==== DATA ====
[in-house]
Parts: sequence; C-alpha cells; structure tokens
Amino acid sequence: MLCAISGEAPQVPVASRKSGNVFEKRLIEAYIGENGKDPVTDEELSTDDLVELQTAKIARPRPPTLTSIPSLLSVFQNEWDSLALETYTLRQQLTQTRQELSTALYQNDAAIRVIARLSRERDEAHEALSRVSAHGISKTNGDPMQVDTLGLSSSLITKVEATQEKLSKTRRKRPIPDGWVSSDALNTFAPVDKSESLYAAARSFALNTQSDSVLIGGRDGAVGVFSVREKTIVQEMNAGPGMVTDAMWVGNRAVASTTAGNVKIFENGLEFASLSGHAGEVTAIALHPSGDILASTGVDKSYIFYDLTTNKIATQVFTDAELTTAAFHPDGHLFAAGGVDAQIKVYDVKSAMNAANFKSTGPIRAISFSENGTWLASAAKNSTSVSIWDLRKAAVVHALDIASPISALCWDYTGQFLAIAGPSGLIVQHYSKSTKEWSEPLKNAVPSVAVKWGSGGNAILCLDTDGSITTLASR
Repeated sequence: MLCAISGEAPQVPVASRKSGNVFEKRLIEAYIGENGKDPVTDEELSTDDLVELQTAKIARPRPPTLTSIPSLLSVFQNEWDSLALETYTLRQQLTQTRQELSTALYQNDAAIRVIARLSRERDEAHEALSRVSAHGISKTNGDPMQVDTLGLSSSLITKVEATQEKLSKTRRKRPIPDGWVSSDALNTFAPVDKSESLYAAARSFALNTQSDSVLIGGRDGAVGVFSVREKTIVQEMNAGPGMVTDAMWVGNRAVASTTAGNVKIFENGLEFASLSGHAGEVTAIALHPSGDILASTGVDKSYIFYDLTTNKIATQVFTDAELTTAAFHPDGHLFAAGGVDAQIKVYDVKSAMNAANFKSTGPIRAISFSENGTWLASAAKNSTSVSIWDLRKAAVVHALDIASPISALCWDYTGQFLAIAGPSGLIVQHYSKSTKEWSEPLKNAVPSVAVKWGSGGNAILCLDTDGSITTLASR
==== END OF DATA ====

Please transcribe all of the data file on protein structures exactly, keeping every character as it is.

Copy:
[in-house]
Parts: sequence; C-alpha cells; structure tokens
Amino acid sequence: MLCAISGEAPQVPVASRKSGNVFEKRLIEAYIGENGKDPVTDEELSTDDLVELQTAKIARPRPPTLTSIPSLLSVFQNEWDSLALETYTLRQQLTQTRQELSTALYQNDAAIRVIARLSRERDEAHEALSRVSAHGISKTNGDPMQVDTLGLSSSLITKVEATQEKLSKTRRKRPIPDGWVSSDALNTFAPVDKSESLYAAARSFALNTQSDSVLIGGRDGAVGVFSVREKTIVQEMNAGPGMVTDAMWVGNRAVASTTAGNVKIFENGLEFASLSGHAGEVTAIALHPSGDILASTGVDKSYIFYDLTTNKIATQVFTDAELTTAAFHPDGHLFAAGGVDAQIKVYDVKSAMNAANFKSTGPIRAISFSENGTWLASAAKNSTSVSIWDLRKAAVVHALDIASPISALCWDYTGQFLAIAGPSGLIVQHYSKSTKEWSEPLKNAVPSVAVKWGSGGNAILCLDTDGSITTLASR
Repeated sequence: MLCAISGEAPQVPVASRKSGNVFEKRLIEAYIGENGKDPVTDEELSTDDLVELQTAKIARPRPPTLTSIPSLLSVFQNEWDSLALETYTLRQQLTQTRQELSTALYQNDAAIRVIARLSRERDEAHEALSRVSAHGISKTNGDPMQVDTLGLSSSLITKVEATQEKLSKTRRKRPIPDGWVSSDALNTFAPVDKSESLYAAARSFALNTQSDSVLIGGRDGAVGVFSVREKTIVQEMNAGPGMVTDAMWVGNRAVASTTAGNVKIFENGLEFASLSGHAGEVTAIALHPSGDILASTGVDKSYIFYDLTTNKIATQVFTDAELTTAAFHPDGHLFAAGGVDAQIKVYDVKSAMNAANFKSTGPIRAISFSENGTWLASAAKNSTSVSIWDLRKAAVVHALDIASPISALCWDYTGQFLAIAGPSGLIVQHYSKSTKEWSEPLKNAVPSVAVKWGSGGNAILCLDTDGSITTLASR